All the GTA locations that show up in the new Stephen King movie, It

All the GTA locations that show up in the new Stephen King movie, It

It hasn’t been the best summer at the box office, but if this weekend’s record-setting haul is any indication, all that’s been missing is a good, scary, shot-in-Toronto blockbuster. Andy Muschietti’s adaptation of It, based on Stephen King’s magnum opus about a fear-fuelled, child-eating malevolence that likes to appear as the world’s scariest clown, opened to a September-record $117.2-million. Many viewers no doubt suffered through clown-filled nightmares after watching the movie, but at least Toronto audiences got the joy of recognizing some familiar local haunts along the way.

As King fans know, the novel It follows the same characters as both children and adults, but the film only covers the former. A sequel was already planned and, given It’s box office success, it shouldn’t be long before cast and crew are gearing up. Anyone who has an opinion on the matter already thinks Jessica Chastain needs to play the grown-up heroine Beverly Marsh. She starred in Mama, Muschietti’s first film (also shot in Toronto, under the wing of honorary Torontonian Guillermo del Toro), and basically lives here anyway, between filming Miss Sloane, Crimson Peak and current TIFF entry Molly’s Game. One way or another, this probably isn’t the last time the GTA will dress up as Maine. Here, a guide to the notable GTA locations that show up on screen this time around.

The opening sequence, in which Georgie Denborough meets his untimely end at the hands of Pennywise the Clown, is extremely faithful to King’s prose. The scene was filmed near Springmount Avenue and William Street in Weston, complete with a custom-built sewer grate for Pennywise to lurk in:


The fictional town of Derry, Maine, is one of the central locations in King’s larger oeuvre, and nearby Port Hope gets the honour of portraying it. Don’t be fooled by the American flags in this shot of “Derry High School”:


What’s supposed to be the Kenduskeag Creek, running through the centre of town, is actually the Ganaraska River just before it flows into the harbour and Lake Ontario. A drone took this handsome shot early one morning last July:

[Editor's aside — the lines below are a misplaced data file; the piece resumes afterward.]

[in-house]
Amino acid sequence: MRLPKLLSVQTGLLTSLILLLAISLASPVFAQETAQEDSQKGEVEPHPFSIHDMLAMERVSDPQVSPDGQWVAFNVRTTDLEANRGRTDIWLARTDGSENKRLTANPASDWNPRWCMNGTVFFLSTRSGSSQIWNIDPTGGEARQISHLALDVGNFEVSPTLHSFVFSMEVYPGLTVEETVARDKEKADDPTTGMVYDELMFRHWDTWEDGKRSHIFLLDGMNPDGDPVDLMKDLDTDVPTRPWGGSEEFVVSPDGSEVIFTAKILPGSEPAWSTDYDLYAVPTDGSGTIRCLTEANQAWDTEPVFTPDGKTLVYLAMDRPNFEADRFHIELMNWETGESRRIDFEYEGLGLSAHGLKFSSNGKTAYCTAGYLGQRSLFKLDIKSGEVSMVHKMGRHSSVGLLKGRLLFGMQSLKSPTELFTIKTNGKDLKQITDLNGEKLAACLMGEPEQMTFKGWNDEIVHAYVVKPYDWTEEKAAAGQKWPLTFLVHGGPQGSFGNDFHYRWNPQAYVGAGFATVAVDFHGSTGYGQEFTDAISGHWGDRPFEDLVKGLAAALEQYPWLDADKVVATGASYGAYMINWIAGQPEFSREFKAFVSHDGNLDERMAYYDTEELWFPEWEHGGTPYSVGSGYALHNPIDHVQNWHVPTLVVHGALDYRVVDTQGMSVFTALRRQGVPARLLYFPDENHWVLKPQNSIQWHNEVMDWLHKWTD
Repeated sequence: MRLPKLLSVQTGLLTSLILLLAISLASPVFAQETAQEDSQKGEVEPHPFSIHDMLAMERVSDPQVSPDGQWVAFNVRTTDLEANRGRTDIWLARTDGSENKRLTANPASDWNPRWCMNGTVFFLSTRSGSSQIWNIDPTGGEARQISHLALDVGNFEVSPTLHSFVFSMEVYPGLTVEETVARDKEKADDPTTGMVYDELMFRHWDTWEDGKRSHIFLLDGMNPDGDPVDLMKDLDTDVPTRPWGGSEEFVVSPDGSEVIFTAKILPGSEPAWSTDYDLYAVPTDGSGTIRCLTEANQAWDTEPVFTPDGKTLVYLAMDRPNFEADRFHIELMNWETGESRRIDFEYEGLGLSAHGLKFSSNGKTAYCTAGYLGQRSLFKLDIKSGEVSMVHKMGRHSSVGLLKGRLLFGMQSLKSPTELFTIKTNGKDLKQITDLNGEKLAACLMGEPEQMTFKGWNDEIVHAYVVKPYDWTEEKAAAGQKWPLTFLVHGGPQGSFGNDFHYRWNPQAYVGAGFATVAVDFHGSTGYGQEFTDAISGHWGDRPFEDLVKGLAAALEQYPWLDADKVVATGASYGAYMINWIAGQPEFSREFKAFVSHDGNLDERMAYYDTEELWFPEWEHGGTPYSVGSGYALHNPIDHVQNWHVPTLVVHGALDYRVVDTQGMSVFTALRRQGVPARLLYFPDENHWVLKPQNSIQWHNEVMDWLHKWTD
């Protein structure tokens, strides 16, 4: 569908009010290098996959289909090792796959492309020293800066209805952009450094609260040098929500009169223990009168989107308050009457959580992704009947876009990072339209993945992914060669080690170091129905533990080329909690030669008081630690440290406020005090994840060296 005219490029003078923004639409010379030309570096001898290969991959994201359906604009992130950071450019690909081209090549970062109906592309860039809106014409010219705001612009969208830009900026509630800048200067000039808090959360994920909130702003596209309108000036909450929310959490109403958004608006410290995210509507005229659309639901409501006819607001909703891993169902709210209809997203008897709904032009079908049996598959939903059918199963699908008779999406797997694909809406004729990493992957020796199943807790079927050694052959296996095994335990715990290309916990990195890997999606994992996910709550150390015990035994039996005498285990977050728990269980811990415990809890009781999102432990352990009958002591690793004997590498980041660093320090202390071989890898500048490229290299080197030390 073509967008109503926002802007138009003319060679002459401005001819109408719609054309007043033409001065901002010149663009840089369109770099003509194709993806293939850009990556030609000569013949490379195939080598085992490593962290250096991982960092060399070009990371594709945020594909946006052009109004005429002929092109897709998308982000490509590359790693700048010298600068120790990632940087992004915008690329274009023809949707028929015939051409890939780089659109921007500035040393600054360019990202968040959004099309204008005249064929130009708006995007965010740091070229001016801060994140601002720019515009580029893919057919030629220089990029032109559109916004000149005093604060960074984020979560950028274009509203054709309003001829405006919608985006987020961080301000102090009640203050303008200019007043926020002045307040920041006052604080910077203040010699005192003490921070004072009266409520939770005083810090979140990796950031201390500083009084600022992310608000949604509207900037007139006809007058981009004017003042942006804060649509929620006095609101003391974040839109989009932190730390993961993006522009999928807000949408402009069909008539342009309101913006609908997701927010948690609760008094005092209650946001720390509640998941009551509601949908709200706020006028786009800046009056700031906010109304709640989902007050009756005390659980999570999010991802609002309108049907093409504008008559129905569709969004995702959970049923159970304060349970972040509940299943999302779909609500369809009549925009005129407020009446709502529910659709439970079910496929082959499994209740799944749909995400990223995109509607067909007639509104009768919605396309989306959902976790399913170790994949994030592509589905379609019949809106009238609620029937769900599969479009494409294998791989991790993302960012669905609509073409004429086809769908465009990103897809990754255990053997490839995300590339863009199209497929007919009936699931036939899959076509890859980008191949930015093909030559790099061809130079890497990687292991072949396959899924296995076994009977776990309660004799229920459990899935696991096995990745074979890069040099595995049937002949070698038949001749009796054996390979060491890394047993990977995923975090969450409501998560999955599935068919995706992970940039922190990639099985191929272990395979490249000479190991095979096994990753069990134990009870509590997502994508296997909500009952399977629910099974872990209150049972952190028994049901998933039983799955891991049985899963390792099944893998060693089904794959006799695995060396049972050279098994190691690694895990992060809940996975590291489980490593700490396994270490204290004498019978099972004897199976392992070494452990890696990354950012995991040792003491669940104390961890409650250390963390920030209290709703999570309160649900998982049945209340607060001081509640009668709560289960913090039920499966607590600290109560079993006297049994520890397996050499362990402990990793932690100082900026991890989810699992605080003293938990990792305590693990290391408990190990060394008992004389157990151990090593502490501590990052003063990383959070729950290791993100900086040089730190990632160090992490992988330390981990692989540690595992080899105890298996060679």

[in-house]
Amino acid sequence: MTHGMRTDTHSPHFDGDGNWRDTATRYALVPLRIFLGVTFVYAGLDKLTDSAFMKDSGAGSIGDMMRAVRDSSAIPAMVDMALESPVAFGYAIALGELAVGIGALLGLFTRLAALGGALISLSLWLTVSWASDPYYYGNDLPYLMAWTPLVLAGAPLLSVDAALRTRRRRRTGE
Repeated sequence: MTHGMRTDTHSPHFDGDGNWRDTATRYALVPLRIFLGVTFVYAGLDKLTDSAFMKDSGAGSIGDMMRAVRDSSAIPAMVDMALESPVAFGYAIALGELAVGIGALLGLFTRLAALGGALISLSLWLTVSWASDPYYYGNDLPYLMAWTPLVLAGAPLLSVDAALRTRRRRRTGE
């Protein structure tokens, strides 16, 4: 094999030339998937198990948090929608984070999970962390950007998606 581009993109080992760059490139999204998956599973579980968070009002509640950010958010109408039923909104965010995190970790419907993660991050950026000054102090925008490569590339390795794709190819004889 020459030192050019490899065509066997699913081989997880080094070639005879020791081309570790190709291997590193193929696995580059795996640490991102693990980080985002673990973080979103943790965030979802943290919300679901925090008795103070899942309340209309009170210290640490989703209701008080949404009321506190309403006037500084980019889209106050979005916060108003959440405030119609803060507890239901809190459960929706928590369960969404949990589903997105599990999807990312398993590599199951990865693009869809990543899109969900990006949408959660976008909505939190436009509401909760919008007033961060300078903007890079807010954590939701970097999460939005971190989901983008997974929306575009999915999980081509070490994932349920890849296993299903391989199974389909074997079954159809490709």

A lot of the action takes place in Derry’s Heritage Conservation District, which got a late-’80s makeover for the shoot. Landmarks like the Capitol Theatre and Memorial Park are easy to spot in the finished film. Here’s a shot from a laneway off one of the town’s main street:


Creepy pharmacist Mr. Keene, for example, works at Walton Street’s perfectly innocent Watson’s Guardian Drugs:


The first Toronto cameo flies by in this slide show. Bill Denborough’s happy family is shown riding the Log Flume Ride at Centreville. Presumably, because the wording is so small on screen, they didn’t make the effort to change the spelling to “Centerville” for American audiences:


One of the few identifiable Toronto locations is the synagogue where Stan Uris has his bar mitzvah:


It’s the Junction’s 116-year-old Knesseth Israel:


Pennywise’s home away from home is far too creepy to be real. It’s an exterior set built in Oshawa. One of the film’s most prominent locations, it took about two weeks to build, and they shot there for three or four days last August:


The interiors are the dressed-up interior of Toronto’s historic Cranfield House, on Pape, north of Gerrard. Like every other old house in town, the 1901 mansion is set to be razed for condos, but in the meantime, it’s a de facto mini film studio, hosting Orphan Black, The Strain and It in the past few years, much to the chagrin of local residents:


All of the other interior sets, including Pennywise’s lair in the sewers, were built at Pinewood Studios, just a short walk from where Star Trek: Discovery was getting underway this time last year:


Further out of town, the Losers Club goes for a dip in the local quarry, as small town movie kids are apt to do. This one is on the other side of the GTA from Port Hope, in Elora. It’s something of a cinematic treasure in Wellington County: Jennifer Lopez herself jumped off the same 40-foot cliffs in 2001’s Angel Eyes:


The covered bridge in West Montrose, east of Kitchener, serves as the Kissing Bridge early on:


It’s where Henry Bowers and his gang bully Ben Hanscom:


It shows up again very prominently in the movie’s final scenes: